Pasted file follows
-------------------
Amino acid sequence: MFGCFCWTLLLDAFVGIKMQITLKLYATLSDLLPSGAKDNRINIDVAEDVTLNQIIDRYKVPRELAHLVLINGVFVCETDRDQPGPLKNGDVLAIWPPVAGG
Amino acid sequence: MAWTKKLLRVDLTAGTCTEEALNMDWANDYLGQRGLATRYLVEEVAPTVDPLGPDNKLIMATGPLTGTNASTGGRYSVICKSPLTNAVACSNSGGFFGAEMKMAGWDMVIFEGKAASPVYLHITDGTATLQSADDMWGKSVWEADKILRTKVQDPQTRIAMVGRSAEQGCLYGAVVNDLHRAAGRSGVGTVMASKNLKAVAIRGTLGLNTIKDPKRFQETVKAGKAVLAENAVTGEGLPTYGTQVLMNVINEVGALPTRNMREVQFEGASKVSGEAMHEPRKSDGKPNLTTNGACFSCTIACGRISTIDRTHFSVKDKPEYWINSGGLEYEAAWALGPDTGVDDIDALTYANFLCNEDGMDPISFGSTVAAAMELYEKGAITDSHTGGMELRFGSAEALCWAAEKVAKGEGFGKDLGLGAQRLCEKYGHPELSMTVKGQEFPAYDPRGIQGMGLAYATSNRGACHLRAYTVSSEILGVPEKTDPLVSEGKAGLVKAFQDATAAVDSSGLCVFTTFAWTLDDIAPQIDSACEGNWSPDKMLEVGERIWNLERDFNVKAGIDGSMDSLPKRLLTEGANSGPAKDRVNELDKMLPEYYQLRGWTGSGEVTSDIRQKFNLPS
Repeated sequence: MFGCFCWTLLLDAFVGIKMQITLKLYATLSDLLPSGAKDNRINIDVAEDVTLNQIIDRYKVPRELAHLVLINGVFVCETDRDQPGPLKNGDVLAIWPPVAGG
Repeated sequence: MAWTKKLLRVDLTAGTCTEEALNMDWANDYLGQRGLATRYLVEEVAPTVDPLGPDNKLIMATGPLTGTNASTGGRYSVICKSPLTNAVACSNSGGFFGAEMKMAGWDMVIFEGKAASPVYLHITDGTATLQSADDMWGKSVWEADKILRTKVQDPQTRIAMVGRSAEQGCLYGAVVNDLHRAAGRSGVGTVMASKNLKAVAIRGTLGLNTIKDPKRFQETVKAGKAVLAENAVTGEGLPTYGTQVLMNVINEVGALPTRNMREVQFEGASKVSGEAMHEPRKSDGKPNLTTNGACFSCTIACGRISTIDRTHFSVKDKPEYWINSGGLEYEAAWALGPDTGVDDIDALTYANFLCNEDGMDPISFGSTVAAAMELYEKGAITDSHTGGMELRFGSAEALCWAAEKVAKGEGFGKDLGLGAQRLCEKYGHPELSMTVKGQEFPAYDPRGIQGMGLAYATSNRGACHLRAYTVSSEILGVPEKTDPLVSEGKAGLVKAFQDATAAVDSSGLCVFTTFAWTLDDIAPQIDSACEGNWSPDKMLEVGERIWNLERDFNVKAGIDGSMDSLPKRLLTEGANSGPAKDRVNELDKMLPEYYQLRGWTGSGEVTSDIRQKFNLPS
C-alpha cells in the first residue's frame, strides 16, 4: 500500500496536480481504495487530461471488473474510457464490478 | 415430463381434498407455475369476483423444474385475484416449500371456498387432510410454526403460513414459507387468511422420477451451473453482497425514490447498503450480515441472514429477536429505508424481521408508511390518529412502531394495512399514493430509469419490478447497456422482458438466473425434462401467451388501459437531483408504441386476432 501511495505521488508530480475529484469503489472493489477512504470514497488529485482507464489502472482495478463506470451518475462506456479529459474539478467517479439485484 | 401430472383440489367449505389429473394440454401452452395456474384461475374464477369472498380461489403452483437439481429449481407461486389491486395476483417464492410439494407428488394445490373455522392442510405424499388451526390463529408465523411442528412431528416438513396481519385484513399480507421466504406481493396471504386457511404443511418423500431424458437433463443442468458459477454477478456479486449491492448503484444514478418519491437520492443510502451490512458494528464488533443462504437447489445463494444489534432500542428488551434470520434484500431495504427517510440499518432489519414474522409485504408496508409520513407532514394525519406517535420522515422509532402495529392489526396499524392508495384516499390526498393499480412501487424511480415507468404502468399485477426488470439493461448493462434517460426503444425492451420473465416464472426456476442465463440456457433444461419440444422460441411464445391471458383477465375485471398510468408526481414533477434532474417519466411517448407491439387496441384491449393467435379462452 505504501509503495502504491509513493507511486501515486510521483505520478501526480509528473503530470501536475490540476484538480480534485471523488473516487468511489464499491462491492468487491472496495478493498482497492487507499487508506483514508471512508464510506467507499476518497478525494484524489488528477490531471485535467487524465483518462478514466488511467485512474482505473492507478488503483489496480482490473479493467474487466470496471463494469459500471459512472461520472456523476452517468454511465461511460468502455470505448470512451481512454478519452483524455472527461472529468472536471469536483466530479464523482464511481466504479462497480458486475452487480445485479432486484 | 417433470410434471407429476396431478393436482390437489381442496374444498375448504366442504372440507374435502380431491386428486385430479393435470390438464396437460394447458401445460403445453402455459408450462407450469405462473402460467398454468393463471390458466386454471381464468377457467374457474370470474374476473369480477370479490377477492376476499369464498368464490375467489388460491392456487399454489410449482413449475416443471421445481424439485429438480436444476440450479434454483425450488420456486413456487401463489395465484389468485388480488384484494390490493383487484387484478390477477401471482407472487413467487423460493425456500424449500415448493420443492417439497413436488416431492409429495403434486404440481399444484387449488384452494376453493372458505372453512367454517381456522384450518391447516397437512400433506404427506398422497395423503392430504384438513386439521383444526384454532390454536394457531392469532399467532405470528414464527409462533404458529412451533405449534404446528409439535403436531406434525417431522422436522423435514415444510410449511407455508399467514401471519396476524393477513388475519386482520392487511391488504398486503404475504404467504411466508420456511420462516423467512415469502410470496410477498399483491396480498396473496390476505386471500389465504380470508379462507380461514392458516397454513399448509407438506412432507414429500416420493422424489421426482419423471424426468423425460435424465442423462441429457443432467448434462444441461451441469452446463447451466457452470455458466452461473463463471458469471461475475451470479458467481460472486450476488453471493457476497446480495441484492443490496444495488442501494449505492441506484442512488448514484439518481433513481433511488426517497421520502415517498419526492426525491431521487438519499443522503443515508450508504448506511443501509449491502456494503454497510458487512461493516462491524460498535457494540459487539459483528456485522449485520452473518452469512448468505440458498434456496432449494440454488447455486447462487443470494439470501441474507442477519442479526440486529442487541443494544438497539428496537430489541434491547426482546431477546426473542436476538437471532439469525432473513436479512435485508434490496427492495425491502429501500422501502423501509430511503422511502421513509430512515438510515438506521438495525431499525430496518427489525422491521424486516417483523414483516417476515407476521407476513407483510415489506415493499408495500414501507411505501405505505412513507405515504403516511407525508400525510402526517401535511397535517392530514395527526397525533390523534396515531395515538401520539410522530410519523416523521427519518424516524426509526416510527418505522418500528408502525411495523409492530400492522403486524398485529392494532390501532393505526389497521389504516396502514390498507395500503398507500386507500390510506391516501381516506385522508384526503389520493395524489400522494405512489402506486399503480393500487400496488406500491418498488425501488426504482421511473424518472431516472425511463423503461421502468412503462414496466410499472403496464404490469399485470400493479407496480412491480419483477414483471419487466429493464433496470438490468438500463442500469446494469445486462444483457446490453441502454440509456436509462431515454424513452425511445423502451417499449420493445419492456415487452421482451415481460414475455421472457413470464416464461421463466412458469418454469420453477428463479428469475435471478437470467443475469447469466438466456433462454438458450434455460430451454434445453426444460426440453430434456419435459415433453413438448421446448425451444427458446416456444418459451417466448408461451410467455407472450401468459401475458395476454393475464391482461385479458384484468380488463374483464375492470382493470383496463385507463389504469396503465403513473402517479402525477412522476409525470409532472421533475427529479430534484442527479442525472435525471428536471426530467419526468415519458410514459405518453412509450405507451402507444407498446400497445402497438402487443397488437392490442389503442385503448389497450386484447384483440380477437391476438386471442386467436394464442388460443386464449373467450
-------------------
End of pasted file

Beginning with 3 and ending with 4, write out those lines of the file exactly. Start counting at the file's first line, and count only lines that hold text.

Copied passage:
Repeated sequence: MFGCFCWTLLLDAFVGIKMQITLKLYATLSDLLPSGAKDNRINIDVAEDVTLNQIIDRYKVPRELAHLVLINGVFVCETDRDQPGPLKNGDVLAIWPPVAGG
Repeated sequence: MAWTKKLLRVDLTAGTCTEEALNMDWANDYLGQRGLATRYLVEEVAPTVDPLGPDNKLIMATGPLTGTNASTGGRYSVICKSPLTNAVACSNSGGFFGAEMKMAGWDMVIFEGKAASPVYLHITDGTATLQSADDMWGKSVWEADKILRTKVQDPQTRIAMVGRSAEQGCLYGAVVNDLHRAAGRSGVGTVMASKNLKAVAIRGTLGLNTIKDPKRFQETVKAGKAVLAENAVTGEGLPTYGTQVLMNVINEVGALPTRNMREVQFEGASKVSGEAMHEPRKSDGKPNLTTNGACFSCTIACGRISTIDRTHFSVKDKPEYWINSGGLEYEAAWALGPDTGVDDIDALTYANFLCNEDGMDPISFGSTVAAAMELYEKGAITDSHTGGMELRFGSAEALCWAAEKVAKGEGFGKDLGLGAQRLCEKYGHPELSMTVKGQEFPAYDPRGIQGMGLAYATSNRGACHLRAYTVSSEILGVPEKTDPLVSEGKAGLVKAFQDATAAVDSSGLCVFTTFAWTLDDIAPQIDSACEGNWSPDKMLEVGERIWNLERDFNVKAGIDGSMDSLPKRLLTEGANSGPAKDRVNELDKMLPEYYQLRGWTGSGEVTSDIRQKFNLPS